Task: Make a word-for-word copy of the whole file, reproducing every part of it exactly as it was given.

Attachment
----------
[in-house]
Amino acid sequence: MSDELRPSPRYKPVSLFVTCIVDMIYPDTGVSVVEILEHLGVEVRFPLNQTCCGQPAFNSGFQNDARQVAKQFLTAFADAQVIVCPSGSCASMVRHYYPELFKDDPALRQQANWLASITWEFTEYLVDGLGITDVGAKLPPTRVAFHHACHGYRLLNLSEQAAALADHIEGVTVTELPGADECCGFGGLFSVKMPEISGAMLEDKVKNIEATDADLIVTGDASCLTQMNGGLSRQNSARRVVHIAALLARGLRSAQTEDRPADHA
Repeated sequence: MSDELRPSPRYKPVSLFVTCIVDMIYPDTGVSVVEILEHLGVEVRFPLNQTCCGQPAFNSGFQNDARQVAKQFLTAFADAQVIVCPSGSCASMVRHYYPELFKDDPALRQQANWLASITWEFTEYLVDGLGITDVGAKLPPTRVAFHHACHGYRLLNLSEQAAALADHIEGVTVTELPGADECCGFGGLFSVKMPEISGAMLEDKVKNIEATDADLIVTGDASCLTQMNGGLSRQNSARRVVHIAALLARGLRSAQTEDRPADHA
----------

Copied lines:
[in-house]
Amino acid sequence: MSDELRPSPRYKPVSLFVTCIVDMIYPDTGVSVVEILEHLGVEVRFPLNQTCCGQPAFNSGFQNDARQVAKQFLTAFADAQVIVCPSGSCASMVRHYYPELFKDDPALRQQANWLASITWEFTEYLVDGLGITDVGAKLPPTRVAFHHACHGYRLLNLSEQAAALADHIEGVTVTELPGADECCGFGGLFSVKMPEISGAMLEDKVKNIEATDADLIVTGDASCLTQMNGGLSRQNSARRVVHIAALLARGLRSAQTEDRPADHA
Repeated sequence: MSDELRPSPRYKPVSLFVTCIVDMIYPDTGVSVVEILEHLGVEVRFPLNQTCCGQPAFNSGFQNDARQVAKQFLTAFADAQVIVCPSGSCASMVRHYYPELFKDDPALRQQANWLASITWEFTEYLVDGLGITDVGAKLPPTRVAFHHACHGYRLLNLSEQAAALADHIEGVTVTELPGADECCGFGGLFSVKMPEISGAMLEDKVKNIEATDADLIVTGDASCLTQMNGGLSRQNSARRVVHIAALLARGLRSAQTEDRPADHA